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Navy’s P-3C Orion on final deployment ahead of retirement

Lockheed P-3C Orion (Mass Communication Specialist 1st Class Tony D. Curtis/WikiCommons)
April 27, 2019

After more than a half a century since its first flight, the Navy is in the process of retiring the P-3C Orion.

During the next six months, the remaining P-3C Orions will complete their final overseas deployment on bases in Japan and Bahrain after shipping out in late March from Naval Air Station Whidbey Island with Patrol Squadron Four Zero (VP-40), The Drive reported.

The Orions will then retire and be replaced with the new P-8A Poseidon. The NAS Jacksonville’s Patrol Squadron 62 and Whidbey Island’s Patrol Squadron 69 will fly the Orions exclusively after that until its final phase out in 2023, a process that began in 2013.

The P3 was first introduced to the Navy by Lockheed Martin in 1962. The P-3C Orion model entered service in 1969 and afterward went through many major upgrade programs. The VP-40 squadron took their first flight on the Orion in 1967, replacing the SP-5B Marlin flying boat.

The Orion has served well during the Vietnam War, Operation Desert Storm, and in Iraq and Syria against the Islamic State, the Navy Times reported.

Cmdr. Patrick O’Reilly, VP-40’s commanding officer said, “We intend to honor the platform’s final deployment by living the legacy of all those that have gone before us and continuing to fight to the finish.”

VP-40 will employ the advanced P-8A Poseidon planes to finish their deployment to the Navy’s 5th and 7th Fleet areas of operations.

According to O’Reilly, the Orion “had its challenges,” especially as military operations got more complex. He added that the sailors fought them “with exceptional results” and he remains proud of what VP-40 accomplished in the plane.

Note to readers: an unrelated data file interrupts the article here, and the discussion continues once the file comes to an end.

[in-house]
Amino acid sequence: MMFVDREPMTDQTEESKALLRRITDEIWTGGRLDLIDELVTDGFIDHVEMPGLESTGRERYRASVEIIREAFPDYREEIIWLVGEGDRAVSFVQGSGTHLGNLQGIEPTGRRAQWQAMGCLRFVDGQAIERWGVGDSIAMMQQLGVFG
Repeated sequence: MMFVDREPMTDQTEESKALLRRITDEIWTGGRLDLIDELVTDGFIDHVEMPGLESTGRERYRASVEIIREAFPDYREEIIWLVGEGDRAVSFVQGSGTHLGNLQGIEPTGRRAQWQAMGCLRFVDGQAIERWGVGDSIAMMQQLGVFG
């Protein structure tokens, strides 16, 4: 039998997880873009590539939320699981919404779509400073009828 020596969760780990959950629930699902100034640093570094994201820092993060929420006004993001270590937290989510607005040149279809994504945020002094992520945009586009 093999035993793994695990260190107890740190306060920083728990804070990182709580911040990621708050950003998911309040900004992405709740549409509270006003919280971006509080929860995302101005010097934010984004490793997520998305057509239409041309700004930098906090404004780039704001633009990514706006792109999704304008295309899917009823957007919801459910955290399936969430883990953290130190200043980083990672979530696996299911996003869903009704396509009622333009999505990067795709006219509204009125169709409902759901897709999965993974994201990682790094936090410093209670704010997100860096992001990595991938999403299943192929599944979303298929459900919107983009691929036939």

“Even when the aircraft fought against us, even when the tempo was high and the days were long, we continued to fight,” O’Reilly added.

The P-3C Orion was part of the search and rescue efforts of a Navy EC-121M Warning Star intelligence gathering aircraft that North Korean fighter jets shot down in 1969 and again in 1983 when Soviet fighter jets shot down Korean Airlines Flight 007.

The P-3Cs have also been engaged in various anti-submarine, search and rescue, counter-drug, and intelligence, surveillance, and reconnaissance (ISR) missions.

O’Reilly said, “VP-40 has had many successes this IDRC, to include nearly perfect scores in the Conventional Weapons Technical Proficiency Inspection, the Chief of Naval Air Forces Aviation Maintenance Inspection and the Fleet NATOPS Evaluation. They also dominated operationally by participating in exercises supporting the U.S.S. John C. Stennis COMPTUEX, U.S.S. Boxer ARG MEUEX, Air Wing Fallon, and manned the Homeland Defense detachment while simultaneously training and preparing for its upcoming deployment,” The Whidbey Times reported.